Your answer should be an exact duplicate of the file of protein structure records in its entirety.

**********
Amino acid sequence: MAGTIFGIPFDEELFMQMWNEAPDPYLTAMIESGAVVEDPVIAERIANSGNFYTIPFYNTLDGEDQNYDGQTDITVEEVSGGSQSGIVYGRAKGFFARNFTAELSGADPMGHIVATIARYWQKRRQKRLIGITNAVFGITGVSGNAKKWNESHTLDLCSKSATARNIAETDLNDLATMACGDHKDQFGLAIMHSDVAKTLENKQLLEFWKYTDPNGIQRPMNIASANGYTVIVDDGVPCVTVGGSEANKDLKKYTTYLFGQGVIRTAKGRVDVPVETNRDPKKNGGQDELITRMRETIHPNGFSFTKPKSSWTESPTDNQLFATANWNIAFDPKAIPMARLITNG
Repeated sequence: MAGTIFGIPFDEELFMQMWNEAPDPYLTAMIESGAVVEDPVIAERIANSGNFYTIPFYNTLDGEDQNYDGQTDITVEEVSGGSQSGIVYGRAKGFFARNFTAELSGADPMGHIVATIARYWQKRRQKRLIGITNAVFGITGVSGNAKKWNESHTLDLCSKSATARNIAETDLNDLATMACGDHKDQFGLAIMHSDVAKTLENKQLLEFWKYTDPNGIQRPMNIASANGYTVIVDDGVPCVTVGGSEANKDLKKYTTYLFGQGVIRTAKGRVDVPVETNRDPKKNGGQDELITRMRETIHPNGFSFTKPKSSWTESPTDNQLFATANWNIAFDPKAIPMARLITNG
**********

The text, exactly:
Amino acid sequence: MAGTIFGIPFDEELFMQMWNEAPDPYLTAMIESGAVVEDPVIAERIANSGNFYTIPFYNTLDGEDQNYDGQTDITVEEVSGGSQSGIVYGRAKGFFARNFTAELSGADPMGHIVATIARYWQKRRQKRLIGITNAVFGITGVSGNAKKWNESHTLDLCSKSATARNIAETDLNDLATMACGDHKDQFGLAIMHSDVAKTLENKQLLEFWKYTDPNGIQRPMNIASANGYTVIVDDGVPCVTVGGSEANKDLKKYTTYLFGQGVIRTAKGRVDVPVETNRDPKKNGGQDELITRMRETIHPNGFSFTKPKSSWTESPTDNQLFATANWNIAFDPKAIPMARLITNG
Repeated sequence: MAGTIFGIPFDEELFMQMWNEAPDPYLTAMIESGAVVEDPVIAERIANSGNFYTIPFYNTLDGEDQNYDGQTDITVEEVSGGSQSGIVYGRAKGFFARNFTAELSGADPMGHIVATIARYWQKRRQKRLIGITNAVFGITGVSGNAKKWNESHTLDLCSKSATARNIAETDLNDLATMACGDHKDQFGLAIMHSDVAKTLENKQLLEFWKYTDPNGIQRPMNIASANGYTVIVDDGVPCVTVGGSEANKDLKKYTTYLFGQGVIRTAKGRVDVPVETNRDPKKNGGQDELITRMRETIHPNGFSFTKPKSSWTESPTDNQLFATANWNIAFDPKAIPMARLITNG